I was intrigued when David contacted me about a guest post on the topic of remaining fit during treatment for cancer. I recently read Ruth Levine’s compelling book, Cancer Warrior, where she described how she started exercising – 60 minutes a day on the elliptical with high resistance! – as she underwent treatment for her Stage IV colon cancer. She found exercise so beneficial that she started walking, hiking really, in the hallways of the hospital shortly after her extensive surgery to resect her tumors. My personal trainer, E, is also undergoing chemotherapy for breast cancer. She has missed only a few days of our workouts together and she continues to go to the gym for her own workouts. She feels her overall fitness has helped her physically and psychologically during her treatment. I agree.
I have listed some relevant scholarly articles at the end of this post to help you learn more and exercise and its benefits during cancer treatment. I am looking forward, dear readers, to hear your thoughts about exercise as an adjunct to cancer treatment. Pat
Riding the Road to Recovery
Guest Post by David Haas,
Awareness Program Advocate, Mesothelioma Cancer Alliance
There are people everywhere who must face a reality that includes having cancer. Some have only begun the battle, while others may be further down the road toward recovery. Whether you have just gotten results back from your first biopsy, or finished your final treatment for cancer, the need to stay positive remains.
But having a positive attitude is often easier said than done when facing something like cancer. For this reason it is important to do things that will help you feel better and also have more energy. Participating in regular exercise is just the kind of thing that will help you maintain that positive attitude needed to carry you through the difficult days.
A lot of people forget about the need to exercise even when cancer strikes. Instead, they often sit around watching television and feeling sorry for themselves. This is the exact opposite approach from the one you should be taking. Exercise releases endorphins which will provide you with a natural “high” to help you keep a positive outlook as well as fight depression.
Why positivity is important
No person has control over whether or not they have to deal with a cancer diagnosis; but they do have control over how they respond to the diagnosis. Exercising regularly and having an upbeat attitude is a way to take back some of the control which has been lost.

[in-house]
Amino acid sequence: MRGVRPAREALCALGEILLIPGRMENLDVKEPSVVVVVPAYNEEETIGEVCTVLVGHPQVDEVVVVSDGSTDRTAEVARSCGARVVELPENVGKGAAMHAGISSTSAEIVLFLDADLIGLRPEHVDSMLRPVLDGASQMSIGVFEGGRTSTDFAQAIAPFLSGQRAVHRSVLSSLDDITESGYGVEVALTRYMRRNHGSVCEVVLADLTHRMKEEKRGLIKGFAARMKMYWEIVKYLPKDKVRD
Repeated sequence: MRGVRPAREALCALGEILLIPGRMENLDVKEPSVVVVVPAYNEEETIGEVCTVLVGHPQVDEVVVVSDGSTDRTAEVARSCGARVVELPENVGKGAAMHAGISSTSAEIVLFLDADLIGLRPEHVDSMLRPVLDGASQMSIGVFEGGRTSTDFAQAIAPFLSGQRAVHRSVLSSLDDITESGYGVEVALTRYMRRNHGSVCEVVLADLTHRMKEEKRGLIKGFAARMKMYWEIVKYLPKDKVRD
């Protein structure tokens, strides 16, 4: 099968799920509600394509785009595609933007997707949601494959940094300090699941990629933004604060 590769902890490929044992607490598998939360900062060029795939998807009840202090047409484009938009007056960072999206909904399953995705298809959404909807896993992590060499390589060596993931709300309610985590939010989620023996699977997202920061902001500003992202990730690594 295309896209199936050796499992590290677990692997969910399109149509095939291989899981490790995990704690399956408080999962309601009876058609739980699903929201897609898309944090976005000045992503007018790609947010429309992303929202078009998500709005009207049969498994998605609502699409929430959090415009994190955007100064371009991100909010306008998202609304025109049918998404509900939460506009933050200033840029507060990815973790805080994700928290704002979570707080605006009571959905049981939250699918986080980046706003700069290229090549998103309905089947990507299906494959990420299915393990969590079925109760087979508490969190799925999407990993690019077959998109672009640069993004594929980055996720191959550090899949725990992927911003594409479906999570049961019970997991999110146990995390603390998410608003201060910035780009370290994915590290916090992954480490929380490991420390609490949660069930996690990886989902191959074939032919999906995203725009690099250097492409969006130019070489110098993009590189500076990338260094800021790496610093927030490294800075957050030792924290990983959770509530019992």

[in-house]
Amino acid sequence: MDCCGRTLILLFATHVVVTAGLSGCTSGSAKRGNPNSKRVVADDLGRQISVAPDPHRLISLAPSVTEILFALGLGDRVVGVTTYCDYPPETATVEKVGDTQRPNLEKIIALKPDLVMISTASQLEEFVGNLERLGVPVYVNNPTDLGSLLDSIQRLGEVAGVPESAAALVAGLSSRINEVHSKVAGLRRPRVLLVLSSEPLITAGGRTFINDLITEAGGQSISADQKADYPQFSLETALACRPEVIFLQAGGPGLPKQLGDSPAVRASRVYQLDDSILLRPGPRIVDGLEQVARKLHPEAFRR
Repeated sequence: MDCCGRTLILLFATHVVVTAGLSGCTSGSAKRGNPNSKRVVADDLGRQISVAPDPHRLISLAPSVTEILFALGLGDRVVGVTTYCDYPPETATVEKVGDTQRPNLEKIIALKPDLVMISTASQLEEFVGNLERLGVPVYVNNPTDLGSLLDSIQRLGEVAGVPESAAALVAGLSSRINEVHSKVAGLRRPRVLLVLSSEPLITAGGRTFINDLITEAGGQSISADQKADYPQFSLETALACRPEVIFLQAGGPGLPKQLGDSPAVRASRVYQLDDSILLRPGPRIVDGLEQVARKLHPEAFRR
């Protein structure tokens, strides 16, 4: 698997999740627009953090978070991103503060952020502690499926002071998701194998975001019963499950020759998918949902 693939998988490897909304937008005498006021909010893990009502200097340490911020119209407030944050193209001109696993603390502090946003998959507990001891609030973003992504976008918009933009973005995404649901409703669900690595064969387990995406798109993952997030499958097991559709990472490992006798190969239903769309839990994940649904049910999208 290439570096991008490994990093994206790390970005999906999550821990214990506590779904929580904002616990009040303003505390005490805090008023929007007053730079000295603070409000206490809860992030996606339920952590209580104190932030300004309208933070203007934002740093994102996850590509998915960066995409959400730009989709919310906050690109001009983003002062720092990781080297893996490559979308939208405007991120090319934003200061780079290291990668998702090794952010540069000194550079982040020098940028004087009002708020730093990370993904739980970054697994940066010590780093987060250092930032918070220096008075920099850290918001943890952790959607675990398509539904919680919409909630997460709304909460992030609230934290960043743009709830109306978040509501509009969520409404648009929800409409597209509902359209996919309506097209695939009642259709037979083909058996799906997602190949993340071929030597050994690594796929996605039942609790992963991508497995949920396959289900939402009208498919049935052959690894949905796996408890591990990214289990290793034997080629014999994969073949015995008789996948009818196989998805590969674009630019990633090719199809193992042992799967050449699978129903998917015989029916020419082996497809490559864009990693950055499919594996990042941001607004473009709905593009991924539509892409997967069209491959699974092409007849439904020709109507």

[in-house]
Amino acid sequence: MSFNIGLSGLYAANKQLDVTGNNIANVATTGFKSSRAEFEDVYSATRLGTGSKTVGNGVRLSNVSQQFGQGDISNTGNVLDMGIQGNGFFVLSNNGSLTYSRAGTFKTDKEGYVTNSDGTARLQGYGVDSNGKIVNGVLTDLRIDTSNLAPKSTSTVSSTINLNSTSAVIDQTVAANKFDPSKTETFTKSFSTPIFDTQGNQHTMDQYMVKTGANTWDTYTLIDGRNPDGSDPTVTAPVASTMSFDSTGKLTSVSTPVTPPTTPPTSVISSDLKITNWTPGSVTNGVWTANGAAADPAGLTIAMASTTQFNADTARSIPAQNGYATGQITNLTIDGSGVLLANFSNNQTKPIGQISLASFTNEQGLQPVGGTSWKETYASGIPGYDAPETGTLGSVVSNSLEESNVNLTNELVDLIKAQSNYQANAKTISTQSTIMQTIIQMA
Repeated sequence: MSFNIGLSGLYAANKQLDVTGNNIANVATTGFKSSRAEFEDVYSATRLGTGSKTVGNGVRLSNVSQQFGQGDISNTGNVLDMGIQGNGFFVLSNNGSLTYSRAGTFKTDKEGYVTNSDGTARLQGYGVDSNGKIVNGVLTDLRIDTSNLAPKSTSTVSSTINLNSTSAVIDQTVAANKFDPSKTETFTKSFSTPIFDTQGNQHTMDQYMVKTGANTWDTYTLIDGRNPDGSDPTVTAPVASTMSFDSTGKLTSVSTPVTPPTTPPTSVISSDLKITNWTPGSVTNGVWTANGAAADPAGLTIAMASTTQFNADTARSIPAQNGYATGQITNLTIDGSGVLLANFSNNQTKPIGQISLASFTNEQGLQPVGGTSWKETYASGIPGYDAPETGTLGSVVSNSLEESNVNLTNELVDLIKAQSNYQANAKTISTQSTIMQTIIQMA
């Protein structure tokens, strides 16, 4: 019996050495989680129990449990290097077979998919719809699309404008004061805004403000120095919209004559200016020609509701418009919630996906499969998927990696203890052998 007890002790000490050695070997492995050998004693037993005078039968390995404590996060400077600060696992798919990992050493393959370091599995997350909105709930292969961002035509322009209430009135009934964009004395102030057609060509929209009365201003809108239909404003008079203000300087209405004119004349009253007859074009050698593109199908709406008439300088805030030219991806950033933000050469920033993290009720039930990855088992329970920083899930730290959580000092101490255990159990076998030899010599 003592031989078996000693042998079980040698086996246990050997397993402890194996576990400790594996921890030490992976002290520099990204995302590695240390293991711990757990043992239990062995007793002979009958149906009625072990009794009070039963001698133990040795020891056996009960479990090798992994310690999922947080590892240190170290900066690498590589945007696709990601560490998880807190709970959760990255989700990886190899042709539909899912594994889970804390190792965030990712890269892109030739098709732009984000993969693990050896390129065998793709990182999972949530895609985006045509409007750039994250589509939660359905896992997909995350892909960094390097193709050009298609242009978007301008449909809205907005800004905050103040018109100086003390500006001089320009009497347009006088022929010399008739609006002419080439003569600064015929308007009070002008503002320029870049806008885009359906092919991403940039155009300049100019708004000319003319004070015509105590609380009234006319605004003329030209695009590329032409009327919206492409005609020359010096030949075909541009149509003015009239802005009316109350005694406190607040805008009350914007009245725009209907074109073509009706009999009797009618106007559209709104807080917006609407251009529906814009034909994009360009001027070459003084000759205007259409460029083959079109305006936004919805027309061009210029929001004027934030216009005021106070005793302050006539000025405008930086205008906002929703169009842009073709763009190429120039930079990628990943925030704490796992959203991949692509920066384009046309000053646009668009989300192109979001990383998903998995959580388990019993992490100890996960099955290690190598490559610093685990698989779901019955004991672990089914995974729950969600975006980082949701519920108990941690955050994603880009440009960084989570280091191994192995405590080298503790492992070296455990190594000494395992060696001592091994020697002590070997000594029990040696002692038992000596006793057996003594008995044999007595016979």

So, if you are the person who ends up needing to schedule an appointment for mesothelioma treatment, instead of spending your time worrying about what you can’t change, do something different. Go for a brisk walk outdoors and connect with nature; throw your bike in the car and head to your favorite park for a ride. As long as you are doing your part to keep your body and mind strong, what more can you ask of yourself?
Do what you can
When a diagnosed with cancer, your doctors will come together and determine, with you, what is the best course of treatment they have to offer you. Conversely, it is your responsibility to do what you can, on your own, to support the treatment you are receiving – this is where regular exercise comes in.
No one is going to care more about your health than you are. Since there is no guaranteed cure for any type of cancer, do what you can to increase your odds of winning your battle with the disease. Being physically active through exercising is how you show yourself to be an active participant in your own healing.
Let’s be honest, dealing with cancer is no easy task. There are, however, ways to make coping with cancer at least a little bit easier. Remaining active is an excellent way to help the body remain strong during treatment; and the release of endorphins in your bloodstream will help your mind to stay strong and focused on the positive.
If you would like to know more about the benefits of exercise when battling cancer, take a look at the link below.
Joining the organization in 2011, David Haas is a cancer support group and awareness program advocate at the Mesothelioma Cancer Alliance. In addition to researching the many valuable programs available to the site’s visitors, David often blogs about programs and campaigns underway at the Mesothelioma Cancer Alliance, as well as creative fitness ideas for those dealing with cancer, while creating relationships with similar organizations.
Read more: http://www.mesothelioma.com/blog/authors/david/bio.htm#ixzz1rCWILkWi
Lakoski SG, Eves ND, Douglas PS, Jones LW. Exercise rehabilitation in patients with cancer. Nat Rev Clin Oncol 2012 Mar 6
Hoffman MD, Hoffman DR. Exercisers achieve greater acute exercise-induced mood enhancement than nonexercisers. Arch Phys Med Rehabil. 2008 Feb;89(2):358-63.
Cho MH, Dodd MJ, Cooper BA, Miaskowski C. Comparisons of Exercise Dose and Symptom Severity Between Exercisers and Nonexercisers in Women During and After Cancer Treatment. J Pain Symptom Manage. 2012 Mar 19